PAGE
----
Finally, on maybe the third round at the SRAM booth, the missus found him sort of free, and approached him with that "mission" look on her face.

"Hi, you're, uh..."


Michael is not only a tall guy, he's both friendly and funny. We chatted briefly too, before he had to go do real things.

I also ran into a long time Gimbles rider at a booth. I was so focused on my mission I didn't realize who I was speaking with until the guy put his hand up.

"Aki, Aki, who do you think you're talking to?"

I actually assimilated who I was talking to.

Oh. Hi Chris.

I guess I get mission focused.

Our show closing mission was to visit the Velopress booth and pick up a book written by Joe Parkin. He's a US pioneer in the Euro scene, and he wrote what I hope will be an interesting book. He raced for Tulip, a team I associate with my all too brief Belgian racing trip.

I rounded the corner and saw a lone guy sitting on a chair, a pile of books beside him, no one in front of him.

How depressing.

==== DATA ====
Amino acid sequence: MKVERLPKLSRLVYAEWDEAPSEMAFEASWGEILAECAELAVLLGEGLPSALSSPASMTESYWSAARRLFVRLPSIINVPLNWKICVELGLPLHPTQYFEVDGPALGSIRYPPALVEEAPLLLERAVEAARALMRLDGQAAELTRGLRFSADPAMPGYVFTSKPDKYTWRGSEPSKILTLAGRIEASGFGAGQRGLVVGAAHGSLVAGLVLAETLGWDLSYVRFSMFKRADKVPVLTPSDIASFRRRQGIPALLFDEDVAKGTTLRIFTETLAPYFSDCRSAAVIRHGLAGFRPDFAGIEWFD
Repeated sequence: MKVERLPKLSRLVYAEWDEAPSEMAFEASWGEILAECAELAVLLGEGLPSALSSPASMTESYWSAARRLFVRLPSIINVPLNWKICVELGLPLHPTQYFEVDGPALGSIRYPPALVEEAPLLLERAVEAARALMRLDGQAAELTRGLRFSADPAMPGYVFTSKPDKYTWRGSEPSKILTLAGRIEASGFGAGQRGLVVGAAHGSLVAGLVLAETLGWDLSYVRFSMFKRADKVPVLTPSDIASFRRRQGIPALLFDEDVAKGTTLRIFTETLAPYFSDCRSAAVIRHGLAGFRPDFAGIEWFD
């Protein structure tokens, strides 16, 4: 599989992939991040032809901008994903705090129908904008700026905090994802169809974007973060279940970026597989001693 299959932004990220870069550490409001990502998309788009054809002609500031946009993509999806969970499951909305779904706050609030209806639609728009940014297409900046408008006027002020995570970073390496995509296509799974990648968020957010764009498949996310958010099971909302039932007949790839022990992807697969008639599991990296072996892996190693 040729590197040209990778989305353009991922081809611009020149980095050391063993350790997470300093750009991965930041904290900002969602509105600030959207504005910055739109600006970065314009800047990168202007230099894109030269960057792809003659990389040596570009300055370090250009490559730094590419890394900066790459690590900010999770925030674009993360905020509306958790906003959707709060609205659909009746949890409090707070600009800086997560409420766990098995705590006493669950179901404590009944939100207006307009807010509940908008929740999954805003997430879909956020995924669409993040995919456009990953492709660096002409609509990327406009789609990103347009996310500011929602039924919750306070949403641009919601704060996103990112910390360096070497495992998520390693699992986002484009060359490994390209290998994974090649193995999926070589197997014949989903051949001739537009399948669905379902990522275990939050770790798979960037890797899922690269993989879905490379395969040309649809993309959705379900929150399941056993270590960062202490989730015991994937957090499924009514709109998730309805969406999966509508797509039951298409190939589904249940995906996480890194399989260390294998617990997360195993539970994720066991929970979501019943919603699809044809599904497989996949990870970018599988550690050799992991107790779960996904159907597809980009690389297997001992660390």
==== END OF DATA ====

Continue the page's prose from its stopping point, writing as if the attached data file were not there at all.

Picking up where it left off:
I decided I'd try and make him feel better by walking right up to him. Then the missus piped up.

"The line's over here."

I looked over at a line of people stretching around the corner.


Gotta ease with that mission focus.

Joe Parkin's long shaggy hair, bandaged right wrist, and shaky handwriting belied his patience and the brief insightful comments I read while walking away from the booth (I put the book away before I ran into a person, place, or thing).

The missus and I had another meal at our new favorite place, the Grand Lux Cafe, and then trekked over to our friend's suite where we'd stashed my bike and all my gear. I changed to get ready for...